Question of the week #7
I am in the process of gearing up for the Women’s Entrepreneur Festival in January. This year’s theme is “Getting down to Business”. This question is one that will be one of our panels this year, reinventing myself, which could also be reentry into the workplace. With that in mind, here is this week’s question.
You often address the difficulty for women/mothers to on-ramp back into the workforce. What/who do you see as the reason for the difficulty? Is it companies operating under antiquated notions, requiring workers be present in the office and work 8-5? Do they envision the time spent at home as an atrophy of skills?
This is such a layered topic. Many women never want to leave the workplace but find themselves leaving it because the companies that they are working with are not willing to be flexible with their new found family. For those who can not leave and have to just conform to a companies same expectations prior to having a family, their world becomes even more difficult and frustrating. Some companies are willing to let women work a 3-day week paying them a significant amount less even though we all know that they are probably doing the exact same job they did in 5 days. That doesn’t feel good either.
I believe if a woman wants to continue working through those years when the kids are young or even teens, it is imperative that companies figure out how to create environments that work for everyone. Happier women and happier workplaces make for happier families, better economies and a more successful outcome for everyone involved.
I am not so sure that the standard 8-5 workplace is the future of business as we become a more virtual world. That if you are happy and challenged in your job then you will do what needs to be done every day regardless of punching a clock. Then there are jobs where we are building products that are more streamlined as 8-hour workdays and those companies need to figure out how to maintain working mothers in a positive way as they physically need to be there.
Then there is the woman who makes a conscious decision to get off the train for a while and stay home to raise a family. There is a whole different set of issues here. Even getting involved in the school system there is the “working moms” and the “stay-at-home moms” that creates a weird division. It shouldn’t but it does. It is so hard to re-enter the workplace in the same spot where you opted out. Many of the women who decided to stay home are used to a different kind of job where they have full autonomy using a different set of skill sets managing a household and raising children. Once the kids are in school full time or even some wait until their kids go to college, many women don’t want to go back to the 8 hour grind. They want to do something but they want to maintain the flexibility that they are used to.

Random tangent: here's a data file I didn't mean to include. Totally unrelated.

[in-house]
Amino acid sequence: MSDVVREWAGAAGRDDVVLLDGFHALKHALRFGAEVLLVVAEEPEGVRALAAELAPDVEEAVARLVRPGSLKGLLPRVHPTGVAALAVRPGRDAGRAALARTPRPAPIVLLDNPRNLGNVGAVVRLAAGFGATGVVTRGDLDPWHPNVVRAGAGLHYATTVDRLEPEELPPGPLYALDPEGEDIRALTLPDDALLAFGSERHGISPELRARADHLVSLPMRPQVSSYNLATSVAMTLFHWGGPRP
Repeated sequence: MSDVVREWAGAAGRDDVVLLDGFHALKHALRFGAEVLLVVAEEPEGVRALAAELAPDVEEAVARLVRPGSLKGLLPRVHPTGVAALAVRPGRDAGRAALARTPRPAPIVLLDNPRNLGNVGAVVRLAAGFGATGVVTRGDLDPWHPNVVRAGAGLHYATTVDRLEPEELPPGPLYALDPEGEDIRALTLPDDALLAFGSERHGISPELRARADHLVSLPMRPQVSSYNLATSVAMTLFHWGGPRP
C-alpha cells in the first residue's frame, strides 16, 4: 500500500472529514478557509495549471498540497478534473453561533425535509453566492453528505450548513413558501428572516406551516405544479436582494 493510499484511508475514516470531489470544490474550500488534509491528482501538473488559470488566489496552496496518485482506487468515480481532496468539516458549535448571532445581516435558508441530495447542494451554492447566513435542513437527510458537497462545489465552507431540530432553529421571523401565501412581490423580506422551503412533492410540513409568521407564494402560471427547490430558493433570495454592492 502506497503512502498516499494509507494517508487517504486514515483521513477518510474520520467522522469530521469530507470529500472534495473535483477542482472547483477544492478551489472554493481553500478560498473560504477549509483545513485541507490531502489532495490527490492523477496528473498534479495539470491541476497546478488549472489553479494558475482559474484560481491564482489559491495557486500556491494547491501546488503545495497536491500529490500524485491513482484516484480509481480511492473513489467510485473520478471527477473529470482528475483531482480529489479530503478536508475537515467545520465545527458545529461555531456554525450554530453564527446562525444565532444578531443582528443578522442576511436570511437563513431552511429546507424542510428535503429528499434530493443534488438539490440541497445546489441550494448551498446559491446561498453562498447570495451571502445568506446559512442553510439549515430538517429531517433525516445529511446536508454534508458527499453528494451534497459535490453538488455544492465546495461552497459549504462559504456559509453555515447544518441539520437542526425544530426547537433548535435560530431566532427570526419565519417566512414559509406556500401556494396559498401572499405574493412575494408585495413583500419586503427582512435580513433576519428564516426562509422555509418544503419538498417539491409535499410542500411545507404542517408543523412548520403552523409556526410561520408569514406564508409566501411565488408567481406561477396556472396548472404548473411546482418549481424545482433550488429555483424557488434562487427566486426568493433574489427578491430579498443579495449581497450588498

It isn’t easy for a woman no matter which road they choose. Each road has compromises both good and bad. I am investor in Catchafire that posts a variety of short-term jobs from non-profit organizations that volunteers can apply for through their database. That is one way to jump into the game slowly. Certainly starting your own company is another. Going to Meet-ups that are geared towards verticals that interest you. You might meet someone who needs your skills. If you have the means, figure out how to invest in companies that could use your knowledge and your cash. Go to conferences to learn of possible ways to re-enter a work force under your own set of rules.
Bottom line, children come at a certain time of a woman’s life and it happens to be in the midst of most peoples career. Some put their careers on hold, others keep moving forward. No matter what road you choose, it is not easy and I am not so sure it ever will be. If companies were more flexible and understanding of families with the desire to retain smart women through those years, then everyone would be a lot better off….and studies have shown that when there is a solid gender balance at every level of management of a company including the top echelons, there is a much higher rate of success.